Social and Political Dimensions of Privacy
This article provides a framework for analyzing privacy in modern societies, defining information privacy and describing three levels that structure the values assigned to privacy. After describing a contemporary privacy baseline (1945–1960), these concepts are applied to social and political privacy developments in three contemporary eras of steadily growing privacy concerns and societal responses across citizen-government, employee-employer, and consumer-business relationships in 1961–1979, 1980–1989, and 1990–2002. Each period is described in terms of new technology applications, changing social climates, and organizational and legal developments. Effects of the 9/11 terrorist attacks on privacy balances are analyzed and predictions for future privacy developments are presented. The relationship of articles in this issue to the author's framework is noted throughout.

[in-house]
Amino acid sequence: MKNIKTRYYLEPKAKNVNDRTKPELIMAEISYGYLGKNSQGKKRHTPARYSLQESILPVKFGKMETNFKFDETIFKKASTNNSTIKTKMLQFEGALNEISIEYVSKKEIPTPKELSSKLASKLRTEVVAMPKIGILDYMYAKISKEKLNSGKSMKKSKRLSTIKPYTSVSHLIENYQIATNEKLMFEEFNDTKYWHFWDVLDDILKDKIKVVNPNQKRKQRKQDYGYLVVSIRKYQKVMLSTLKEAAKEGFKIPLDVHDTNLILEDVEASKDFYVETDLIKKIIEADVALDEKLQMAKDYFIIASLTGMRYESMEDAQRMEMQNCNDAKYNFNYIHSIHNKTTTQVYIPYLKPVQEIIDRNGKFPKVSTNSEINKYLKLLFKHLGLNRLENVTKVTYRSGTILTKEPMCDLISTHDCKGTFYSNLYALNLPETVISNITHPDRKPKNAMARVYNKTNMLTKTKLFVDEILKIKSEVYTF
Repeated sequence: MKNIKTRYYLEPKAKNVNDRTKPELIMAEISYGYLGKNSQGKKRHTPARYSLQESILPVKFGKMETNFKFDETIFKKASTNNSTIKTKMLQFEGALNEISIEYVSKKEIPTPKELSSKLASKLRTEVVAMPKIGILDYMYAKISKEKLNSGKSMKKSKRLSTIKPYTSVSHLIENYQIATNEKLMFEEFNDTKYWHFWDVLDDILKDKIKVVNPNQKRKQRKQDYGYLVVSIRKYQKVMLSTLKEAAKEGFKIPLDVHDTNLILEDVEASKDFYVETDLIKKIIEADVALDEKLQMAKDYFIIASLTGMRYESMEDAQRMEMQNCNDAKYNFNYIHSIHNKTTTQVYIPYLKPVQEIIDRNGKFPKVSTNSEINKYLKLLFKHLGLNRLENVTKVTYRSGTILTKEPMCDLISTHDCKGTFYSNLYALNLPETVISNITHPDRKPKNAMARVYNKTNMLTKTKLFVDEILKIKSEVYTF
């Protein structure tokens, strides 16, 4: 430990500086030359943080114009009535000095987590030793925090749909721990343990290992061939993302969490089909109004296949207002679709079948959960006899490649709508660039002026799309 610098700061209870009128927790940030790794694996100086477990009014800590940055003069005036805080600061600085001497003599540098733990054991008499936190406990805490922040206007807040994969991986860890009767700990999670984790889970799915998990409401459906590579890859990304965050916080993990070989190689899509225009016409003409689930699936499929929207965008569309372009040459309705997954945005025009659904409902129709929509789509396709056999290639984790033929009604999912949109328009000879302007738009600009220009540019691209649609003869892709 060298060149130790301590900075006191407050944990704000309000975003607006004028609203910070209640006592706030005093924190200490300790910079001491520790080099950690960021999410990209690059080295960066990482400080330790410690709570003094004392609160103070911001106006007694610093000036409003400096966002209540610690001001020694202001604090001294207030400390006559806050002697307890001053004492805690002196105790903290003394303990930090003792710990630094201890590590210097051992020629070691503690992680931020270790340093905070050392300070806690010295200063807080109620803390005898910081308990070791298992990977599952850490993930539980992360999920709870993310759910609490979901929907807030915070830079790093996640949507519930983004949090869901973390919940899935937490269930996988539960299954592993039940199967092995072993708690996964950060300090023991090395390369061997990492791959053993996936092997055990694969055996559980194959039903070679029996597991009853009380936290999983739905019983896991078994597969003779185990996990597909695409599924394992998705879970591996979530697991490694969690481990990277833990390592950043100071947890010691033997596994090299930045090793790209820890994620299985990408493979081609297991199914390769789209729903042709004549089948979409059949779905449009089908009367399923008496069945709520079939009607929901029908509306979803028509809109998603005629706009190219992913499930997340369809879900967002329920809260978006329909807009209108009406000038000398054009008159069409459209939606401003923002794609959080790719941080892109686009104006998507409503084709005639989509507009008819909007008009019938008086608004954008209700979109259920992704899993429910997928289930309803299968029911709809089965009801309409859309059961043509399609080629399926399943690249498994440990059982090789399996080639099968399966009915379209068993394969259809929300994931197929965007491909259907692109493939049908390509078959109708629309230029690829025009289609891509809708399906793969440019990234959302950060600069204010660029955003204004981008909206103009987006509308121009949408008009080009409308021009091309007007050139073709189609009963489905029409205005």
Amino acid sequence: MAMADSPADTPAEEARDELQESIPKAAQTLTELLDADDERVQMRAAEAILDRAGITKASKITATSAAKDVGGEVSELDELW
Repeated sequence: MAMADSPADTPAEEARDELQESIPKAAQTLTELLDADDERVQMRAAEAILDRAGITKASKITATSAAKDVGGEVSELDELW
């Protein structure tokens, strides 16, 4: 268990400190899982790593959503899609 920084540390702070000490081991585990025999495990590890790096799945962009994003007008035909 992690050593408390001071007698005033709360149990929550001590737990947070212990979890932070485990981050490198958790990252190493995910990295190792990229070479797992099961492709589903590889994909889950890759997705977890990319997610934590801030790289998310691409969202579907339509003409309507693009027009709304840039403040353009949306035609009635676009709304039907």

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Document Type: Research Article
Publication date: 01 July 2003